Saturday, May 28, 2011

Colonoscopy Finally!

Last year, we spoke about getting a colonoscopy.  For various a myriad of reasons it took until now before we have finally scheduled a colonscopy.  Part of the reason was we were scouting for a good doctor - one who is proficient in his profession and yet had a heart.  My husband was very disappointed with a certain gastroenterologist we consulted with at Healthway, who gave him the wrong medicine for his diverticulitis problem.  We did find a good doctor at St. Luke's, as could be expected, but he pointed us towards the "Cancer Screening Package" that was way over our budget - P45,000 inclusive of senior citizen discount.  Since he can never be a "Senior Citizen", you can imagine that the total cost would be more than P45,000.

So we looked around some more, and went to the nearby Lung Center of the Philippines.  It was almost by accident that we found Dr. Leticia Guzman who was there only at 9-10 a.m. on Saturday.  During November last year, my hubby still had a bulging lump on his left side.  I was still concerned as always and the doctor figured out what was partially the problem (apart from diverticulitis).  Apparently, my husband had alot of gas collecting in his colon which was causing his left side to swell and bulge.  Dr. Guzman asked for a full stomach ultrasound   where she herself oversaw the actual ultrasound.  So apart from the diverticulitis medicine that she prescribed that was the exact one that the doctor from St. Luke's prescribed she gave us the idea of getting gas pills.  Asawa got a bunch of gas pills while he was in the U.S. and that has greatly reduced the swelling of his side.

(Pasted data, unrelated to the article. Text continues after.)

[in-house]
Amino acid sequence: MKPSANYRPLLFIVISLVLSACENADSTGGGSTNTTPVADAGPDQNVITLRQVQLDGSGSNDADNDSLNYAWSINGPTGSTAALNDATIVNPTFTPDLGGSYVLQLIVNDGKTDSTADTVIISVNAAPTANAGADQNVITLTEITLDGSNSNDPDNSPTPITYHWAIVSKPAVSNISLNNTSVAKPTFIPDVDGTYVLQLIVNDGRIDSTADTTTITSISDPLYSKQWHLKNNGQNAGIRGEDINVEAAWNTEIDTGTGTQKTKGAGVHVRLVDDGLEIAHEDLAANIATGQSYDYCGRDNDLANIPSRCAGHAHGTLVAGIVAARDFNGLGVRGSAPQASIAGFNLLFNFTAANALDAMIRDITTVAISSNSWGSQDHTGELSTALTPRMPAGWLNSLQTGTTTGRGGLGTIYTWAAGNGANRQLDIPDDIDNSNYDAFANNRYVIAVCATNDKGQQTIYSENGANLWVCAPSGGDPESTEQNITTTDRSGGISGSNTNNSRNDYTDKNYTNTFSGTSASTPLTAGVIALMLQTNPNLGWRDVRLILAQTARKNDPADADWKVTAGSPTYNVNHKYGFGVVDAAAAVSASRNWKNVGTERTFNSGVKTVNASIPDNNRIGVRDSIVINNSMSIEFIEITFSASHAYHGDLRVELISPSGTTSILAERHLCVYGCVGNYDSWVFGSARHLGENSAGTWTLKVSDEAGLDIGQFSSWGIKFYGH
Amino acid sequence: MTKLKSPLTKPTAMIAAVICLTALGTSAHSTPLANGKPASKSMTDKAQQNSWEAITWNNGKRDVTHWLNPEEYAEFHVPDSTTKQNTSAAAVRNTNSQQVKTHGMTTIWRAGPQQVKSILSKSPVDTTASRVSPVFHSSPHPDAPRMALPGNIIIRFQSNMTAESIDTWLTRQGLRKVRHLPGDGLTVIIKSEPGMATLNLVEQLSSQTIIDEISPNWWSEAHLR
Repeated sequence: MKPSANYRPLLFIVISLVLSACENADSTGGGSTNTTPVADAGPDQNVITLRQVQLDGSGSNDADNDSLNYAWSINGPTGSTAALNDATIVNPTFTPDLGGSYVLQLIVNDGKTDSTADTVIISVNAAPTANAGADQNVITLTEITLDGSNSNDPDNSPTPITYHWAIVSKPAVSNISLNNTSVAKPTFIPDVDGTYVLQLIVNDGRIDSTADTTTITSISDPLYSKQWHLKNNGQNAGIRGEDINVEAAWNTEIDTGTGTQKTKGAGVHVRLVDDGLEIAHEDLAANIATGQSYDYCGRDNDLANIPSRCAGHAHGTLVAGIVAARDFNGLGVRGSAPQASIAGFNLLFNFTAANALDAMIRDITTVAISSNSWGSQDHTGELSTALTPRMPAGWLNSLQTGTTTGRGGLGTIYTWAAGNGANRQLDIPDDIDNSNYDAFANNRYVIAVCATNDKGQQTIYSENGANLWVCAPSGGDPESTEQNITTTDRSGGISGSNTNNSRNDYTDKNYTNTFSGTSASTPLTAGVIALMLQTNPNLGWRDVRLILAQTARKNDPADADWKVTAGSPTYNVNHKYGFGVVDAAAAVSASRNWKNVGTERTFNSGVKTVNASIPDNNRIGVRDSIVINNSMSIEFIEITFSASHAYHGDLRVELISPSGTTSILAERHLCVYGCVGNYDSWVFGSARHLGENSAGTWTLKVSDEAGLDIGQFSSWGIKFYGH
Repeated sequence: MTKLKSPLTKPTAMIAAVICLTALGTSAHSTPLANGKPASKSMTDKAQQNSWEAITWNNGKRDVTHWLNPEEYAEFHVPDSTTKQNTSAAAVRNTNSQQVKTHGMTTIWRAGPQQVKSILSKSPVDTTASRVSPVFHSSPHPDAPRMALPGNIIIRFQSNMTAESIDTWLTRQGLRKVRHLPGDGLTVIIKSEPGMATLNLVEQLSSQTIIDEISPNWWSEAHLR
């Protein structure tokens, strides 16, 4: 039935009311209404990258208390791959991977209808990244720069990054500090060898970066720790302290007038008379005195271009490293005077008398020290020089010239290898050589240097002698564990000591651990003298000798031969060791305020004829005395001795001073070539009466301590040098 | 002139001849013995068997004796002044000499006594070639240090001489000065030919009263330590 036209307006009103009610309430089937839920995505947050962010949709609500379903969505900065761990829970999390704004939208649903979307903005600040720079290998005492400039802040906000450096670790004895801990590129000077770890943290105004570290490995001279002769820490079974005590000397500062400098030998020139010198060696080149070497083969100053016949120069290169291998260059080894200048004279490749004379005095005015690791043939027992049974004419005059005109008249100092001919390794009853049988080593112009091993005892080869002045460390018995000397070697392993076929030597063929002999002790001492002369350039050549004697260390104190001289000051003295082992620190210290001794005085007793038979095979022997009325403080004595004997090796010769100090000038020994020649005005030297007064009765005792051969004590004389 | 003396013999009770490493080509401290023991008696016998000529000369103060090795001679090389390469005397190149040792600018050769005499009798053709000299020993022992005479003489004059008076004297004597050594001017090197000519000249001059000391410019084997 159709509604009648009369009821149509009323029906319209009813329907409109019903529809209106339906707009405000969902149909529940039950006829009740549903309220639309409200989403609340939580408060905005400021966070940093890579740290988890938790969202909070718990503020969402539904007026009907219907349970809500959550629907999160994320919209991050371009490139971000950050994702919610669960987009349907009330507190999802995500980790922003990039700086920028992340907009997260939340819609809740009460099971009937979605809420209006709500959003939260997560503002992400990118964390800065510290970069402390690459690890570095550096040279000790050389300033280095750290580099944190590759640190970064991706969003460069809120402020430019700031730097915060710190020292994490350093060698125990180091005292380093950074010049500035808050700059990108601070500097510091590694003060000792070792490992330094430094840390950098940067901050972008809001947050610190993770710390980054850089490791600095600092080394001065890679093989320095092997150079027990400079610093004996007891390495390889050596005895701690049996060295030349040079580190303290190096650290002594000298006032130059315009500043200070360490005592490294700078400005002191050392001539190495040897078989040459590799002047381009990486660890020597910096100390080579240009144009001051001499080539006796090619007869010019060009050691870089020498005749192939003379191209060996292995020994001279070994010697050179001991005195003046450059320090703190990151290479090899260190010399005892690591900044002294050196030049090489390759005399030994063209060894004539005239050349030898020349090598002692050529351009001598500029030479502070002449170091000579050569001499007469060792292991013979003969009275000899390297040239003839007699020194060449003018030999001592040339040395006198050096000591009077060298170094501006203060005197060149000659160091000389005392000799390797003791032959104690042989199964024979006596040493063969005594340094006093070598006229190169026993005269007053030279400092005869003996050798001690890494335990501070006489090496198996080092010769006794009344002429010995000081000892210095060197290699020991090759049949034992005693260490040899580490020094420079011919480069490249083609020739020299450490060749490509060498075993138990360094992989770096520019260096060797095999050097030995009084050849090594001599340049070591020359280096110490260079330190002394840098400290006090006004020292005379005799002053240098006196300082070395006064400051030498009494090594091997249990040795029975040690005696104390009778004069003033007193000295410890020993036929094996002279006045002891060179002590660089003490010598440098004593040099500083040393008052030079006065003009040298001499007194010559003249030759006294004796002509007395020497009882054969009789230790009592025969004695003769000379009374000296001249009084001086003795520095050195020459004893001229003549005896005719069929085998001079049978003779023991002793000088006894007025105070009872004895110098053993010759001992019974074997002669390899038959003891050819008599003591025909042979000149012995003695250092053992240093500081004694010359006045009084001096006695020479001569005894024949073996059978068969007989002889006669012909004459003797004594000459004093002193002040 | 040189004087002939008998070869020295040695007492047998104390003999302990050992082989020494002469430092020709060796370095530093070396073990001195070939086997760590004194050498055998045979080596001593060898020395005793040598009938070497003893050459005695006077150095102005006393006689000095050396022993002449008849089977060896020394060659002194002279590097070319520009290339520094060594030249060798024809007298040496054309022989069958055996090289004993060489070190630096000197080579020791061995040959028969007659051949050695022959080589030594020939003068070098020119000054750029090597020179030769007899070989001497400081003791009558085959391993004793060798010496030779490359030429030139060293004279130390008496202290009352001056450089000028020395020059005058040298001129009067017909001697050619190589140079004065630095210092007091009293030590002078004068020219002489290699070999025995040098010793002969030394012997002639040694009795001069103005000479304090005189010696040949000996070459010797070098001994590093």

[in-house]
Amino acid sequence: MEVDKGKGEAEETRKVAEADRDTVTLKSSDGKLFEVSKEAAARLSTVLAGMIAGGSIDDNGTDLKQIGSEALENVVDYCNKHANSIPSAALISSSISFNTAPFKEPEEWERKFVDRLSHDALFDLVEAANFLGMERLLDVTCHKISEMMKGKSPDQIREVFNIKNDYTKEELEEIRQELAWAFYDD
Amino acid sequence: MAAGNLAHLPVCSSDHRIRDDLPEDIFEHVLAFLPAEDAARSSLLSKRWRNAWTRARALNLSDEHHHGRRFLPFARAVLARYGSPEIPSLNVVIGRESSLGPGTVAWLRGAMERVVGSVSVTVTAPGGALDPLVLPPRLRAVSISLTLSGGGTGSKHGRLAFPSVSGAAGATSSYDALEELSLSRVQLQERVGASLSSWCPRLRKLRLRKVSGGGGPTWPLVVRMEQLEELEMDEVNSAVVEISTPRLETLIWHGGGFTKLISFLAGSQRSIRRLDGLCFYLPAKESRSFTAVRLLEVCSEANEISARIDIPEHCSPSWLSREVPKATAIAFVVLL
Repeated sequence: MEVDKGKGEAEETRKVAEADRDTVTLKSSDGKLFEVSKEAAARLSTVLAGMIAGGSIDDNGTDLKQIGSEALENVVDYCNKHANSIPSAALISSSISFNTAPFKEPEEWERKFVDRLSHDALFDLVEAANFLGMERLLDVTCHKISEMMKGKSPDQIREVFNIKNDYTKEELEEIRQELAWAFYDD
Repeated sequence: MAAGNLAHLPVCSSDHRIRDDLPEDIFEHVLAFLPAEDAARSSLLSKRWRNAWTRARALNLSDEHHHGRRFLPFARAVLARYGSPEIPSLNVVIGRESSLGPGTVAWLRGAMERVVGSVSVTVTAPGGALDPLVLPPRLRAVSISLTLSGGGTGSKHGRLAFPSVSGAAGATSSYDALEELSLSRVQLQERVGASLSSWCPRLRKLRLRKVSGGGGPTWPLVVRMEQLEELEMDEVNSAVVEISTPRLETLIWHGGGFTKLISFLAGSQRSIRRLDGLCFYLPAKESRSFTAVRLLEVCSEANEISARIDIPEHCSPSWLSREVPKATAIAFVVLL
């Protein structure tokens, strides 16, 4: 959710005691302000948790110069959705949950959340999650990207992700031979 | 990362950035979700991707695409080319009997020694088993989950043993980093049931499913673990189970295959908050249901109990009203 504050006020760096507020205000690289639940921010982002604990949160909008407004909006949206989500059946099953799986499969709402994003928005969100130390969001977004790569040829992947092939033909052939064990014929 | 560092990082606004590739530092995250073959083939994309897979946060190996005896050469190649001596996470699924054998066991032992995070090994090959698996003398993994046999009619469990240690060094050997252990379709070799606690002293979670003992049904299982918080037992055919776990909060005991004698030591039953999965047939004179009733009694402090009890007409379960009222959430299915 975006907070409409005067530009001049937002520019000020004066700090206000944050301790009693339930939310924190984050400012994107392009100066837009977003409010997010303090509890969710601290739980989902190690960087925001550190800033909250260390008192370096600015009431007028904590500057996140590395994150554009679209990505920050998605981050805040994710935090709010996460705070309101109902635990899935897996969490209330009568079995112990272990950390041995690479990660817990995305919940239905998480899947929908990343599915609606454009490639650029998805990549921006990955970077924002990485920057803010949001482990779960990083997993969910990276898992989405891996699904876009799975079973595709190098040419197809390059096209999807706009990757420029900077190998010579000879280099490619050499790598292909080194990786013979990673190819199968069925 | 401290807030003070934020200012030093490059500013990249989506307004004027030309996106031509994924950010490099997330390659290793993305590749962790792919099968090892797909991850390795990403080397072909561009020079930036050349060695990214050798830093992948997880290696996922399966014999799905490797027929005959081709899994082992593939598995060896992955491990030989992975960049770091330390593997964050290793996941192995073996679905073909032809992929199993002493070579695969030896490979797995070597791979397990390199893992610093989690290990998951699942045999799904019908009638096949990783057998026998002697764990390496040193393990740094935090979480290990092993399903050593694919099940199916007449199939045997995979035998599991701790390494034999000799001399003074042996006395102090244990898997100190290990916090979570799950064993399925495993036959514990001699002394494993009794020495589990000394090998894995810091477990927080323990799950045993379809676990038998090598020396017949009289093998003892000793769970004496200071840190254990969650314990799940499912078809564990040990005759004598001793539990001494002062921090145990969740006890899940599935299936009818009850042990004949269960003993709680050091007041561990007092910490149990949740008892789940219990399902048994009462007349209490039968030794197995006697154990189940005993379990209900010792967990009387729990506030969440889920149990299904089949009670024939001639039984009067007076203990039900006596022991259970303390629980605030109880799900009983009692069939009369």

So now that the swelling and discomfort has subsided, it is now time for the colonoscopy.  Seeing as how nice Dr. Guzman seemed (she is motherly and seemed concerned about his welfare) she was, to my husband's thinking, the best choice for the procedure.

We aren't well-off and we have a limited amount of money every month. I haven't set-up my husband with medical insurance yet but I am working on it.  But certainly, in the meantime, he is definitely due for a colonoscopy.  So I asked,a bit apologetically, how much the procedure would cost -- she said, possibly P20,000 but not more than that.  I felt a sigh of relief when I heard that.  It may not be inclusive of the room accommodation yet, and I am still a little too shy to ask if that is inclusive of professional fee, but we will see, hopefully it still isn't as big as in St. Luke's.